What to Know About: General Contractors »
Whether your home needs a complete renovation, or a room needs to be repaired, there are some things to know before you hire.
Whether your home needs a complete renovation, or a room needs to be repaired, there are some things to know before you hire.
It has been an honor to know Grant these last ten years. He just worked on my grandmother's gutters this past week and despite being stung by a bee ���� did an exceptional job. He has shown consistent amicable workmandship that I admire. He has been my go to gutter installer and maintenance man for not only myself and my husband but for most of my family and friends. I will never use any other business. Grant Craig's Carolina Classic Gutter is the only company I trust. HIS professionalism and great work ethnic cannot be matched. For any gutter needs Grant is the man to call if you want a job done well at a great price.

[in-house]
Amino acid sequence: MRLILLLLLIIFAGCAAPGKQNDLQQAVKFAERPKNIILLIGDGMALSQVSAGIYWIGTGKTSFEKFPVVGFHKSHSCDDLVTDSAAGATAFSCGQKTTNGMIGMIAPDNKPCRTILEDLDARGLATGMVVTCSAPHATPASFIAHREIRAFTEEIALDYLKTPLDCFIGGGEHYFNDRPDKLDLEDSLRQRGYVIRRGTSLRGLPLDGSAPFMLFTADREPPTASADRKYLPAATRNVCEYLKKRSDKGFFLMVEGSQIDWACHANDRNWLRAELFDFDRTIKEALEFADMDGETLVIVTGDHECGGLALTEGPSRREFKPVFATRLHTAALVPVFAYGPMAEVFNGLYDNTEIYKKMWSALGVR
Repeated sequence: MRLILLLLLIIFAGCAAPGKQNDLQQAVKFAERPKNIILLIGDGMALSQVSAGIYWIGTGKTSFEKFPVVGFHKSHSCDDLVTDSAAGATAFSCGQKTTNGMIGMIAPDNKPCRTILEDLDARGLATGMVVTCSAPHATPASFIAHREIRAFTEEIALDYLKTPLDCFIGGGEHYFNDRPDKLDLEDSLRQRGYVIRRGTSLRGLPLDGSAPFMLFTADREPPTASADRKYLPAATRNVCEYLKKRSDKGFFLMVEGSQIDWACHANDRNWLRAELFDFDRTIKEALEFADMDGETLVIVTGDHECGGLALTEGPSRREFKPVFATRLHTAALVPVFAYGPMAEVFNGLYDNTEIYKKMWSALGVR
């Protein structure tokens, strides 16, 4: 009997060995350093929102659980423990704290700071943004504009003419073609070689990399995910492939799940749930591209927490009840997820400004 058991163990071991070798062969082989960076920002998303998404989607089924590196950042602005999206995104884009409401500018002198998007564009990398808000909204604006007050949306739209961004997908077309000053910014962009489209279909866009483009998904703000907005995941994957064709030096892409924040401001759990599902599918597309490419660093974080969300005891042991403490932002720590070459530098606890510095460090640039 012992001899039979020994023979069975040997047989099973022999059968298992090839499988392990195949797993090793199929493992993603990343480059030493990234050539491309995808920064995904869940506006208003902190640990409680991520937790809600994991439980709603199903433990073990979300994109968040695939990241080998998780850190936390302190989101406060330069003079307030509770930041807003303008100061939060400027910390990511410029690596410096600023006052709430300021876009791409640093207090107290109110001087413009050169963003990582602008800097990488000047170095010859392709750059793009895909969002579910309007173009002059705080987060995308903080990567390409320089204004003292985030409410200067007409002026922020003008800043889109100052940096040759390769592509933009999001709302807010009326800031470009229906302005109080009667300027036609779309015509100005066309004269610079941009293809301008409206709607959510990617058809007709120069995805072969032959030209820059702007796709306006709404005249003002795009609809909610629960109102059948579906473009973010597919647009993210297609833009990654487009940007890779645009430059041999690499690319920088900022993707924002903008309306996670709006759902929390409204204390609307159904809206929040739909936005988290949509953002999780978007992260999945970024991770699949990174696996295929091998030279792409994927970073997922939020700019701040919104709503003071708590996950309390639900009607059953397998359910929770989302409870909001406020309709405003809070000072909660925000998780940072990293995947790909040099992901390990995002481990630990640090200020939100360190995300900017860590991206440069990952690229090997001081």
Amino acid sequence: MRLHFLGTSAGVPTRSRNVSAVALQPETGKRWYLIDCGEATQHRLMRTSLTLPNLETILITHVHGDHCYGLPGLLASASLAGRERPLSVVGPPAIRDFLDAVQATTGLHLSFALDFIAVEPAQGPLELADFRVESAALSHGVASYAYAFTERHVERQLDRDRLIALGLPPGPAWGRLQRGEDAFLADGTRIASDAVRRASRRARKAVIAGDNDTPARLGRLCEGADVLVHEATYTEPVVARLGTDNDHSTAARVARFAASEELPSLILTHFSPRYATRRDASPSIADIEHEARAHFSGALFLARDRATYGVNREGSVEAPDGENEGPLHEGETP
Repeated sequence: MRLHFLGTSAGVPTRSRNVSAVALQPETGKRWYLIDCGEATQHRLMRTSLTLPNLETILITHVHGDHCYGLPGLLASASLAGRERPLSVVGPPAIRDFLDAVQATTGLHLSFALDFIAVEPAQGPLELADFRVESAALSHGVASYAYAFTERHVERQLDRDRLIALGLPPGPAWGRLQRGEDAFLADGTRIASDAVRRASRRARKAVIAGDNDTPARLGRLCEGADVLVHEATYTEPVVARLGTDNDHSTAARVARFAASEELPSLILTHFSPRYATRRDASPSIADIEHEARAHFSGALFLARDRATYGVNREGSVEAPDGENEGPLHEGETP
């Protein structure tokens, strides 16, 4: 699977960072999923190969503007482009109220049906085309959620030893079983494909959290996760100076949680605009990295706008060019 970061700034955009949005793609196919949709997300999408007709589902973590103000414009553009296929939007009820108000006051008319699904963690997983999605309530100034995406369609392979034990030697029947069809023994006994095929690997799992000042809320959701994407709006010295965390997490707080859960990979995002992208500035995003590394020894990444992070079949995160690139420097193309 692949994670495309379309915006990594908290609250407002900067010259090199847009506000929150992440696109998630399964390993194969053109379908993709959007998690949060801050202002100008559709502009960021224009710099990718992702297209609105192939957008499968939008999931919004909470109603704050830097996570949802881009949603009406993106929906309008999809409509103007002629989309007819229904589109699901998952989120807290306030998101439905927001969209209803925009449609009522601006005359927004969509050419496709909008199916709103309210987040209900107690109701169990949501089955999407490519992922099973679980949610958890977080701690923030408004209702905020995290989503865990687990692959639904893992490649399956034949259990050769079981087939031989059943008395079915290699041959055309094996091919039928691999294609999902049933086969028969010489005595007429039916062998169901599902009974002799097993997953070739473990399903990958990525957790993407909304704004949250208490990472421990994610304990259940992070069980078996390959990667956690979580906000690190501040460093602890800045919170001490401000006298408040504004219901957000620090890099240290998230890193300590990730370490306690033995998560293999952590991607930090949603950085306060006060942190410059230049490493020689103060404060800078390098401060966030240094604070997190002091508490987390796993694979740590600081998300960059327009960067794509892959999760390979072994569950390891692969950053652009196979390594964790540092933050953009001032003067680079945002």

Please be WARNED of doing business with Grant Craig at Carolina Classic Gutter. This is the prime example of a crooked con-man with a cover of a legitimate business.I learned first hand that he will steal money from you by lying about his up front costs on materials, and he will mis-manage the money you pay out for his costs. He spent all the money I gave him and could not afford to buy the materials to finish the job or pay his labor...in fact, one of his most valuable employees quit on him because of it. Then, if you can get him to come back to the job, he raises the price on you after 70% of the work is complete. If you refuse to let him strong arm you into 3k more than was agreed upon (after he had to quote the job TWICE because he doesn't even know how to estimate apparently), he will just leave the job with your extra paid money, and leave you to find someone else to finish his work....which is sub-par work at best (the guy I had to hire to finish his work pointed out his sloppy work and lack of knowledge of correct installation methods in many many areas on my job, which I had to pay him to take apart and redo correctly). The result of this incompetence as a business owner is that after disappearing for 3 months from the job with the money, on a job that should have been 2 -3 weeks max, he failed to honor his agreement/contract and is currently in legal violation of a binding contract and is being reported to the Better Business Bureau. It is clear by the quality of his workmanship and his lack of integrity, that there are much more qualified, trustworthy, and decent human beings to spend your hard earned money with. He is definitely not the vinyl and gutter guy he says, and his misrepresentation of his skill set is just the icing on the horrible tasting cake that you will have to eat.***UPDATED**** - After seeing my comment online, Grant texted me and cursed me out, threatened me, and threatened my family, and I have the text messages to prove it….and all because HE stole, lied, breached his contract, and then expected to walk over me like the other homeowners he has robbed, and when I didn’t just take it, and instead I wrote truth for people to see, so they might avoid this nightmare I have had to deal with, he threatens me and my family?? I have two small daughters and now I have to look over my shoulder all the time. PLEASE AVOID THIS TERRIBLE HUMAN BEING AT ALL COSTS FOLKS!! HE IS THE SCUM OF THE EARTH.(*If you want to see the entire message, please feel free to contact me through my facebook page”Michael Berry”)